Mike Richards tried to do too much with the puck behind his own net, was double teamed and turned the puck over for Crosby's game tying goal.
The Orange and Black could not control the tempo of the game in the final half of the third period and did not generate consistent offensive pressure. They did not cycle the puck and eat up time and allowed the Penguins to play their run and gun style.
Jeff Carter and Glenn Metropolit won just 16 of 34 faceoff for just a 47% efficiency. Their 47% efficiency matches the team's level of futility at the dot, with the Flyers losing 57 more faceoffs than they have won.
The Flyers scored just one of their four goals while 5-on-5 and continue to struggle at even strength.
Finally, once again, the Flyers came up short in the dreaded shootout.
Simon Gagne, with his two shorthanded goals, leads the league with 4 and is tied for fourth place in goal scoring with 10 and fifth in points with 18. The impact of Gagne's ability to take a hit and play at a high level cannot be overstated. In addition to his goal scoring ability, Gagne's strong two-way play and knack for playing in any situation make him an extremely dangerous weapon.
Mike Richards is also tied for 5th in league scoring with 18 points, but his totals are assist heavy with 13 to go with 5 goals on the year. The Captain also had the best faceoff percentage in the loss, winning 15 of 22 for 68% and has added a shorthanded goal of his own to the young season.
Jeff Carter matches Gagne in goal scoring prowess with 10 and halves his total of shorties with 2. Carter has continued to play hard nosed, aggressive hockey. The added scoring helps provide balance and make the team that much harder to shut down.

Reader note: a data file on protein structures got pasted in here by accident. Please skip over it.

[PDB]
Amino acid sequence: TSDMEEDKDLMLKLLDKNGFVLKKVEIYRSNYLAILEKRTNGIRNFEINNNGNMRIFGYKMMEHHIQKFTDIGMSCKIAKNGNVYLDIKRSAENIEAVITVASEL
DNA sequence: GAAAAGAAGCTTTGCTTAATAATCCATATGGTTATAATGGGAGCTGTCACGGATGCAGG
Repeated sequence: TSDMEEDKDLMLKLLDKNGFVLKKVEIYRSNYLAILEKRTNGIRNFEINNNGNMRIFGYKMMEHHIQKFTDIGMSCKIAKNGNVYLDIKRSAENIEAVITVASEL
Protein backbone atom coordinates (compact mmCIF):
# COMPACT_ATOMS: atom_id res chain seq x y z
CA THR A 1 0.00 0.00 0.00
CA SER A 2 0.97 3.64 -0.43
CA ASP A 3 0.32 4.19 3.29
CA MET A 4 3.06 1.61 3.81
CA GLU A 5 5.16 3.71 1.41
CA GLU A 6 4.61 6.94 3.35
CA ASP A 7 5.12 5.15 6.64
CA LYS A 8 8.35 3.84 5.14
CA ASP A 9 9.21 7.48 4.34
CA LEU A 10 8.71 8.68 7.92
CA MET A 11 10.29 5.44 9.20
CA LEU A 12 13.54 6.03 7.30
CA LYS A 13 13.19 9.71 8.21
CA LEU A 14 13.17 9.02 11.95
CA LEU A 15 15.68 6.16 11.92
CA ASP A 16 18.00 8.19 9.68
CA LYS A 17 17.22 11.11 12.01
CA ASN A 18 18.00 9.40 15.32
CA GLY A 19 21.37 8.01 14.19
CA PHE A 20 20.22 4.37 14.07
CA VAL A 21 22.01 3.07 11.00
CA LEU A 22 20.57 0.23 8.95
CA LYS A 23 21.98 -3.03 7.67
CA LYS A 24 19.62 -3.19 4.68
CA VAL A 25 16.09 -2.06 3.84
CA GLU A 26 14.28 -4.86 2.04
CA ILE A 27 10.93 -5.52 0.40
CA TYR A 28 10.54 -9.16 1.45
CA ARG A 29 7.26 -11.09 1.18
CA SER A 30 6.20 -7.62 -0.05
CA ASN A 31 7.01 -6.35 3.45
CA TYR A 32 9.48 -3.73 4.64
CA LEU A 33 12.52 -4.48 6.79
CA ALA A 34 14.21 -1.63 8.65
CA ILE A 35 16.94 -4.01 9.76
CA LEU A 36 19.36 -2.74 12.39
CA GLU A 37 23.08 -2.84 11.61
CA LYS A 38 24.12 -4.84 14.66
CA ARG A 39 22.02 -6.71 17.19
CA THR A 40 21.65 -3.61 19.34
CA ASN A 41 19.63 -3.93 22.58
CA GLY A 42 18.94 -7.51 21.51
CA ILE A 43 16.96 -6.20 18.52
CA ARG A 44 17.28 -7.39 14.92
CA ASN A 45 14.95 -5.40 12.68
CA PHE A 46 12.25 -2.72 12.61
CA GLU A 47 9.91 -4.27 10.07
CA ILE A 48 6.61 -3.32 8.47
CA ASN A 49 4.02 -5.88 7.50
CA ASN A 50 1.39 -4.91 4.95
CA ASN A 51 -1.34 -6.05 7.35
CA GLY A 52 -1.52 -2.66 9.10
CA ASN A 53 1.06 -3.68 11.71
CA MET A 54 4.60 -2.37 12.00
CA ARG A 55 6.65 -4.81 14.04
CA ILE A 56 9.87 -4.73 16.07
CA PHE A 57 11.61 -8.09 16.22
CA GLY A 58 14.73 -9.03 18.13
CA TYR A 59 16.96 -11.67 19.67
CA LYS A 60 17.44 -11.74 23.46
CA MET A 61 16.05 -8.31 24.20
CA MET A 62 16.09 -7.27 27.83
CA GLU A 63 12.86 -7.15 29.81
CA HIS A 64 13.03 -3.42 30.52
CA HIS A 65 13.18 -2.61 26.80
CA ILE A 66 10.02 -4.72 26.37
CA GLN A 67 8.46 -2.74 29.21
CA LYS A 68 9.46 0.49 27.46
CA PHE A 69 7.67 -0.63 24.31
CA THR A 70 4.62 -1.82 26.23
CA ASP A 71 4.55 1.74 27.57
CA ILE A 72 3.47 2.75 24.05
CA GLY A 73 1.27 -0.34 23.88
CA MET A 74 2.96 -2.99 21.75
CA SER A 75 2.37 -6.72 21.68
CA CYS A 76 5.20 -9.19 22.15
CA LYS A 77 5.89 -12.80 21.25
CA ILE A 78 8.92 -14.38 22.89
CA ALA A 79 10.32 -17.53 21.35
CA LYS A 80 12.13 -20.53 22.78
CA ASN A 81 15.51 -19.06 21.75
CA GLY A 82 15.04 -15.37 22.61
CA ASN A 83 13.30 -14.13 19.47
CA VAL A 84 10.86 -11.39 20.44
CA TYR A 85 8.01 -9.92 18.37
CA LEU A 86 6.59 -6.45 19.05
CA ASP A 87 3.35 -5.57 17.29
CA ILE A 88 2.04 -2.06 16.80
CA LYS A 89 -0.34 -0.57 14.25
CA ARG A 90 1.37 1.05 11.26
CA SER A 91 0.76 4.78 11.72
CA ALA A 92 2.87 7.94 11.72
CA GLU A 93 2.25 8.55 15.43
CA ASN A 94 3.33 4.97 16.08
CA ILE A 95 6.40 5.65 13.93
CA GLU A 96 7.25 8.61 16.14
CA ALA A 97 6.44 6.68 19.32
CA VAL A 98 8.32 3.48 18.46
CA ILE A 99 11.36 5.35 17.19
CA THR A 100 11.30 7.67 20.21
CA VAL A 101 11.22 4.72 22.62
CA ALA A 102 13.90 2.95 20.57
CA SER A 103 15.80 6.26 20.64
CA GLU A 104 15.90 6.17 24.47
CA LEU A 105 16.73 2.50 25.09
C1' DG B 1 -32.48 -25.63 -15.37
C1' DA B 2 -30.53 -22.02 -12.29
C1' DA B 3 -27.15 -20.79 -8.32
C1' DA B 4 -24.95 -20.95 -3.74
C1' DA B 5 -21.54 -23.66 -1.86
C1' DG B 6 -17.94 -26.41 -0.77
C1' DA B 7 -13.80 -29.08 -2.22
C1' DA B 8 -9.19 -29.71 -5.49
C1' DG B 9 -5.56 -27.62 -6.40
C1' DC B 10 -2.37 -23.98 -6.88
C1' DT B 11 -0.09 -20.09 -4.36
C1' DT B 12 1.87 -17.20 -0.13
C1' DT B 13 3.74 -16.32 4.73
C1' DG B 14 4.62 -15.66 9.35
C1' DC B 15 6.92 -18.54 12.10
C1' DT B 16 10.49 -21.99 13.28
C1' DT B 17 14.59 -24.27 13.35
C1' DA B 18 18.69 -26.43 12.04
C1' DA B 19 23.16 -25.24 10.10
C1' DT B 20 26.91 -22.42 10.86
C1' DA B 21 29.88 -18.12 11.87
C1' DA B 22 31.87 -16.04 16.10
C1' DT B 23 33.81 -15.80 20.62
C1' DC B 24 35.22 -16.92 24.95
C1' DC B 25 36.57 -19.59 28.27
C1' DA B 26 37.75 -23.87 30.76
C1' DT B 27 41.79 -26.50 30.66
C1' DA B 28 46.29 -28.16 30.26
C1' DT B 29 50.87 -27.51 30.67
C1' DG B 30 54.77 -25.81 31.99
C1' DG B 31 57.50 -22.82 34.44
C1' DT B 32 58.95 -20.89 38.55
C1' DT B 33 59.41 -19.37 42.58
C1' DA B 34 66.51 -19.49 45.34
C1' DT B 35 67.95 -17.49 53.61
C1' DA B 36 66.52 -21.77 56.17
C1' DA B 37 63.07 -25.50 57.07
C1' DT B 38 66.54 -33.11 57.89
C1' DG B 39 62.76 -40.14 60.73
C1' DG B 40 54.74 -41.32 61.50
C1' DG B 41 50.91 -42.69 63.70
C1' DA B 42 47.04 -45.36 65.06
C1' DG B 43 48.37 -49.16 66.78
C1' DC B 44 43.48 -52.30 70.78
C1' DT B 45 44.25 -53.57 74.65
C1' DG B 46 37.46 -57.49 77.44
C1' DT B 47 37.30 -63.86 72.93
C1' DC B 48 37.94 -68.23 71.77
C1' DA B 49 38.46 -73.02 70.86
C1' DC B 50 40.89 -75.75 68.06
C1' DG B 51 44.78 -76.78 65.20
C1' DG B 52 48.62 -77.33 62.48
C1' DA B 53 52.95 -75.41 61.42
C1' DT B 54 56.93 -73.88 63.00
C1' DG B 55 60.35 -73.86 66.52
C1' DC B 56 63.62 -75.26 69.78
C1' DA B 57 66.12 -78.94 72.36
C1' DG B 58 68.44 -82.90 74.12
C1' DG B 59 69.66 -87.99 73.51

The Flyers also lead the league in shorthanded scoring with 8 goals.
The Flyers' penalty killers did a great job against a high-octane Penguin powerplay, holding them to just 1-7 while scoring twice against Marc-Andre Fleury.
The Orange and Black outshot the Penguins 35-31 and won the faceoff battle 52-48%.
Matt Carle led the defense with 5 shots, second only to Jeff Carter with 7, and scored an assist on Lupul's second period goal. I love this trade by the Flyers and it continues to show that Paul Holmgren is at the top of his game. Kudos to the GM.
The Flyers continue to show they can score with anyone, as they average 3.37 goals per game average which is good for second in the league behind the current Cup holders, Detroit.
Most importantly, they took three of four points on the roadtrip and that can never be bad.
What started as a three goal deficit ended as a heartbreaking but thrilling 4-4 game and an equally thrilling 7th round, shootout loss to the Division Champion Penguins. Yes, it was a loss and will show up on the standings as an SOL, but it was more than that. It was a comeback that showed the resiliency of this young team and one that could pay dividends as the season progresses. It indicates that the Flyers are opportunistic, three special teams goals, and can play with the league elite. What has yet to be seen is how the defense will gel as players like Parent and Jones return to the lineup. I am heartened by the play of Matt Carle and look for him to be a huge piece of the puzzle going forward. Again, huge, mad props to Paul Holmgren. What also remains to be seen is if Marty Biron can play at the same high level he has shown against the Isles and Pens for long stretches. He has shown the ability to take over a series and be the difference-maker, but can he do it on a consistent basis? Only time will tell.
So which is it? Light or darkness? Black or white?
Only one thing is sure...together we stand, divided we fall.
Thanks for reading...
The Mullet - R.I.P.